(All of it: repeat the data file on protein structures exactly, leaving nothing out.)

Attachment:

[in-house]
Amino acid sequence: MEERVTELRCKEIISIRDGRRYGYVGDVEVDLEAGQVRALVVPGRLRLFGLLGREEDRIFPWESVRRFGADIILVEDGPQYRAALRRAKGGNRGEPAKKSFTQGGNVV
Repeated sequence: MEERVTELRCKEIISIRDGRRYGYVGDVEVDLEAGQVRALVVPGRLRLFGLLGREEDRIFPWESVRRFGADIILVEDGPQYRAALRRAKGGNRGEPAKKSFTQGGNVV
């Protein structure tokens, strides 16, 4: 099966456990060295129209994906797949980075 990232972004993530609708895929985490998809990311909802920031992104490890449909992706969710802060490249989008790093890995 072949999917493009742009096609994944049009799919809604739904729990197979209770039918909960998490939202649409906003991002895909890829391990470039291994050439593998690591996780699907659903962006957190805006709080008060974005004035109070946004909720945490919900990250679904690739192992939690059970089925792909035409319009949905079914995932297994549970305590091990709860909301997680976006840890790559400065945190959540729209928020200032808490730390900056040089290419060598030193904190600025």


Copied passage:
[in-house]
Amino acid sequence: MEERVTELRCKEIISIRDGRRYGYVGDVEVDLEAGQVRALVVPGRLRLFGLLGREEDRIFPWESVRRFGADIILVEDGPQYRAALRRAKGGNRGEPAKKSFTQGGNVV
Repeated sequence: MEERVTELRCKEIISIRDGRRYGYVGDVEVDLEAGQVRALVVPGRLRLFGLLGREEDRIFPWESVRRFGADIILVEDGPQYRAALRRAKGGNRGEPAKKSFTQGGNVV
């Protein structure tokens, strides 16, 4: 099966456990060295129209994906797949980075 990232972004993530609708895929985490998809990311909802920031992104490890449909992706969710802060490249989008790093890995 072949999917493009742009096609994944049009799919809604739904729990197979209770039918909960998490939202649409906003991002895909890829391990470039291994050439593998690591996780699907659903962006957190805006709080008060974005004035109070946004909720945490919900990250679904690739192992939690059970089925792909035409319009949905079914995932297994549970305590091990709860909301997680976006840890790559400065945190959540729209928020200032808490730390900056040089290419060598030193904190600025």